I am honoured and delighted to have been given this opportunity to say a few words about my dear old friend. I am inclined to imagine that I have always known him but in fact we must have first met in Oxford in the late forties after we were demobilised. We have been close for the subsequent sixty years in which he has been a continuing source of stimulation and mischievous entertainment. We both came from the same rather dingy social background: the officer class of the declining British Empire of the inter-war years. We got better educations by securing scholarships, to the schools, appropriate in their different ways to our different characters to which we went, and then to Christ Church. Hugh was, of course, above all a classical scholar. I am, perhaps, with the possible exception of Ralph, the least qualified of those who are speaking this afternoon to speak about his achievements in that field. The Gaisford prize was not, I think, one of the numerous classical awards he won at Oxford. But he was fond of Dean Gaisford’s observation that the study of classical literature elevates above the common herd and leads not infrequently to positions of dignity and emolument. It led him to a position of dignity, the Regius chair which he held for the best part of thirty years, if not to anything very conspicuous in the way of emolument. But he did not rely on his classical learning to elevate him above the common herd. I never met anyone more richly endowed than he with the two principal requirements for a distinguished academic career: knowledge and intellectual penetration. In the classics both of these are needed on a fairly large scale for distinction. Historians can get by on the basis of a richly stored memory; philosophers on intelligence alone (G.E. Moore, for example, knew hardly anything at all but had an astonishingly clear head). Hugh’s knowledge of classical literature was at once amazingly deep and vastly comprehensive. But this was not merely luggage. He brought to his work ferocious critical powers. His knowledge and intelligence, however, were by no means confined to the domain of classic literature. He had a very wide knowledge of many other societies than those of Greece and Rome and was expert in their languages as well. At this point I shall bring out my second academic chestnut: the memorable reply of Rector Barber of Exeter College to someone who asked whether the writings of the Roman poet Manilius on which he was laboriously engaged were really worth the effect, whether Manilius was any good as a poet. ‘To be quite frank with you’, Barber replied, ‘I don’t go in much for the gush side of criticism.’ Hugh was by no means confined to the cognitive appreciation of classical literature and of the other languages with which he was familiar; he had an exact literary sensitivity. But Hugh’s mind did not excel merely on the upper and cognitive level. As all who knew him will recall, he was equipped with outsize will and emotion. The former drove him to prodigies of hard work; the latter to constant displays of powerful 5 feeling, both favourable and unfavourable of literature, of those who studied it and anything else that caught his attention. If he was interested in something he was passionately interested in it, either intensely enthusiastic or intensely hostile. On his emotional speedometer there was nothing in between full speed ahead and full speed reverse. He was incapable of being lukewarm about anything that took his interest but was either wholly committed or wholly indifferent. As for the range of his knowledge there was one matter on which he might have been thought to have known too much: namely cricket. He knew more about cricket than it is decent for anyone to know unless they are a test selector or a senior member of the editorial staff of Wisden’s Almanack. Conversation with him was an invigorating experience. Wild denunciations of disapproval of persons were relieved by occasional panegyrics about favourably regarded individuals. His gossip was essentially operatic in nature, full of thunder and lightning, even if sometimes not of the most exact historical accuracy. At this point I must remove from the fire my third and last academic chestnut: Bernard Williams’ fine answer to the question what does Western philosophy owe to the Greeks: Western philosophy. To the parallel, but broader question: what does Western civilization owe to the Greeks, Hugh would unhesitatingly have replied ‘Western civilization’. Not for him any Arnoldian equivalence of status as between Hebrew and Hellene. This inevitably carried with it a rather distinctly less than enthusiastic attitude toward Christianity. This was a somewhat paradoxical position for the holder of a chair in Christ Church, the most ostentatiously Christian college in Oxford. What marked him out rather sharply, from great Oxford unbelievers of the century preceding his own – Hobbes, Gibbon and Bentham whose attitude towards their place of education was deeply critical – is that he was devoted to Oxford. In this respect he was rather more like Newman, with whom he did not, in general, share many opinions and attitudes. From an early age, thirteen say, at which one first begins to think about such things for oneself, I like Hugh have been unable to accept the doctrine of the immortality of the soul. All those dead people we remember who used to love or be fond of us: why do they not get in touch with us? But, if at some social event I was to come across an attractive young woman in a tight-fitting dress who proceeded to address me with a series of flagrantly incorrect opinions, delivered with the utmost passion and who, in the course of the proceedings tapped herself on the chest with her fist and went on to gnaw the knuckle of her index finger I should be inclined to reconsider my position and wonder if I had not come upon a reincarnation of Hugh, although a strikingly frivolous one.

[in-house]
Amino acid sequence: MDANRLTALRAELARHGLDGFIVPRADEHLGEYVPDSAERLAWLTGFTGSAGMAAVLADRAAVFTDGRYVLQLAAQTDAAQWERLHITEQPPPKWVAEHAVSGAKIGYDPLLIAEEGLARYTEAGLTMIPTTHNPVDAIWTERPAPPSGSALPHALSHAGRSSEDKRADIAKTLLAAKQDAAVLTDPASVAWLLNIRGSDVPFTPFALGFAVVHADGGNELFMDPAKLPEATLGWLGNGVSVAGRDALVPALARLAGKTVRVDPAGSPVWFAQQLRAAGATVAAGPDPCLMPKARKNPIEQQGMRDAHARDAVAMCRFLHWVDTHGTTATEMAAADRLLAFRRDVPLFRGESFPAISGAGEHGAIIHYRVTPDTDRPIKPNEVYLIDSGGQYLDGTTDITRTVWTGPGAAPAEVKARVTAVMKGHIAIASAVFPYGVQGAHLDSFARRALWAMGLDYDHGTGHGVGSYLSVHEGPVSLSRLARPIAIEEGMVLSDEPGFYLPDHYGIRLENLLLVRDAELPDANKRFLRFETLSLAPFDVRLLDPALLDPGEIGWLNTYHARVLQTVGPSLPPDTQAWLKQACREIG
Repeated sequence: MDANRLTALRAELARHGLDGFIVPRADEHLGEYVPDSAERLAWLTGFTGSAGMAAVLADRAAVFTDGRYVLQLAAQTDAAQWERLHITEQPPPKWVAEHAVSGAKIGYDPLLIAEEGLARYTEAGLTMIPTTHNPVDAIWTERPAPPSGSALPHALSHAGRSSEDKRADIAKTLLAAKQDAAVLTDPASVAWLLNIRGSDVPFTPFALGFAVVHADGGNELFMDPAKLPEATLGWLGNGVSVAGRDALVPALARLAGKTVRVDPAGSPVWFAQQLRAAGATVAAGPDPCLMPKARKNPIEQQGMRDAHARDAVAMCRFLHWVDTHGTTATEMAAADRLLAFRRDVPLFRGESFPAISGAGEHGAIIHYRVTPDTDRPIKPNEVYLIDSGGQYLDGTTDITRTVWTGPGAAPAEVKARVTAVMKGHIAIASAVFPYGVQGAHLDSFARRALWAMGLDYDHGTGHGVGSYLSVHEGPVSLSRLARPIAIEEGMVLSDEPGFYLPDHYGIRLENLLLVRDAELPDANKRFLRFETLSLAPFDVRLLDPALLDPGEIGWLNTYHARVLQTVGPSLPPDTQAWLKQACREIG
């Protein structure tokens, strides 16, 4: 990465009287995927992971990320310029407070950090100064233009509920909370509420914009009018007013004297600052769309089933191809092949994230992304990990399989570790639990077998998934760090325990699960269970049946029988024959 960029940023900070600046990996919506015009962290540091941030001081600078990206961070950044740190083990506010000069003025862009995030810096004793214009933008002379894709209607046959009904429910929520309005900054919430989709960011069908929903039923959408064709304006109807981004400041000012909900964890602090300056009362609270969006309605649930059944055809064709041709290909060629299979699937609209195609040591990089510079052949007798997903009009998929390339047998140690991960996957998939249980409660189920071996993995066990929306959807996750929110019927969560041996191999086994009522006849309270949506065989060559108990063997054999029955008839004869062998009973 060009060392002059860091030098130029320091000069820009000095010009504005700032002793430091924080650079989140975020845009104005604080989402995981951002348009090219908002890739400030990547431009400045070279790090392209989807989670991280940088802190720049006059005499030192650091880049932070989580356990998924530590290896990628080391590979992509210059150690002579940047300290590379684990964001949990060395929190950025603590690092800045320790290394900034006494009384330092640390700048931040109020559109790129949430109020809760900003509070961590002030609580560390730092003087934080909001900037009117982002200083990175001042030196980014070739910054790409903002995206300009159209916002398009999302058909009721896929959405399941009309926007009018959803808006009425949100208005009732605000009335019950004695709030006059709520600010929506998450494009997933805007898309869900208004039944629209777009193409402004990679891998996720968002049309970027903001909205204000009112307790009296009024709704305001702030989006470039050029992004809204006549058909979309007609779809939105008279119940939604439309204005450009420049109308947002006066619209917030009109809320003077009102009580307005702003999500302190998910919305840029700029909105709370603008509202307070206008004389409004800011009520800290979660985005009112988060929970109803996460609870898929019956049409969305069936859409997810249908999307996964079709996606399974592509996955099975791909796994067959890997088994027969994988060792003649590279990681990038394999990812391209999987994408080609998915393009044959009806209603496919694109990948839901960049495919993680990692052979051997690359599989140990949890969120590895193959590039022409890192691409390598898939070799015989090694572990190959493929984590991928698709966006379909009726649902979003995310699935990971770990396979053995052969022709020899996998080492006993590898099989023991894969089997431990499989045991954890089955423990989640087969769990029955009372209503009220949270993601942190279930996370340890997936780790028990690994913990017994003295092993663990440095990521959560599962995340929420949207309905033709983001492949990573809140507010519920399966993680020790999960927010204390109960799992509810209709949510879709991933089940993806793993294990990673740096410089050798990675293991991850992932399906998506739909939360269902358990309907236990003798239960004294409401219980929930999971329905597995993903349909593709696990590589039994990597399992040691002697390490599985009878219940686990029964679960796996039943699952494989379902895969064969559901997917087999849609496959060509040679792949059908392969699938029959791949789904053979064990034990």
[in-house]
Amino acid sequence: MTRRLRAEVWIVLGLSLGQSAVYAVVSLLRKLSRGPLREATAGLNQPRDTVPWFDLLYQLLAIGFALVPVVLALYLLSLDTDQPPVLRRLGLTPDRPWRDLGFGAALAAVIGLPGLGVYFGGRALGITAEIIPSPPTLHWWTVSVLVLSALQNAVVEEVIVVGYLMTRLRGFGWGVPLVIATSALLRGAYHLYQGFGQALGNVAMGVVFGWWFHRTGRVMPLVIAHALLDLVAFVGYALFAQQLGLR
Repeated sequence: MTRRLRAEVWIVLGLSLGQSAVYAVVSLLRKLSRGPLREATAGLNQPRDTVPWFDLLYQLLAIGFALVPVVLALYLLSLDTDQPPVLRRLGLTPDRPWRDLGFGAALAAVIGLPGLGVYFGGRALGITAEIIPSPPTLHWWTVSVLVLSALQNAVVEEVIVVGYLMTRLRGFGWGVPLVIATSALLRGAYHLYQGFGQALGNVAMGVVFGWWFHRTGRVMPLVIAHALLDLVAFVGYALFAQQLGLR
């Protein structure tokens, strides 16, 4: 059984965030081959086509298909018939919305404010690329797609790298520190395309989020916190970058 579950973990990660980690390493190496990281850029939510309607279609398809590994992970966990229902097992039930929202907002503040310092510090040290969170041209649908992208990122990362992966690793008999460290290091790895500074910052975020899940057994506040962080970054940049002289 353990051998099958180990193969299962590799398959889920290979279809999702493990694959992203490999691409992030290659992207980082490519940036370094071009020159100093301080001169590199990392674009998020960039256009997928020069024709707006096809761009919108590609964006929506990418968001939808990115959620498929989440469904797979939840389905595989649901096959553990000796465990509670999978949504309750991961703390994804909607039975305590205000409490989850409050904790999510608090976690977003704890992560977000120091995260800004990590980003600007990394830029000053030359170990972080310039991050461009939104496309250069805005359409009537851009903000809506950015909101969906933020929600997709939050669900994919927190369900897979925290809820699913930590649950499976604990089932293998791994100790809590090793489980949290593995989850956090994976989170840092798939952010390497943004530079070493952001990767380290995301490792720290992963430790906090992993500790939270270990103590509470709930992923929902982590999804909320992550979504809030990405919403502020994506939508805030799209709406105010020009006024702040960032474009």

Here are some of the major obituaries:

The Independent

The Guardian

The Telegraph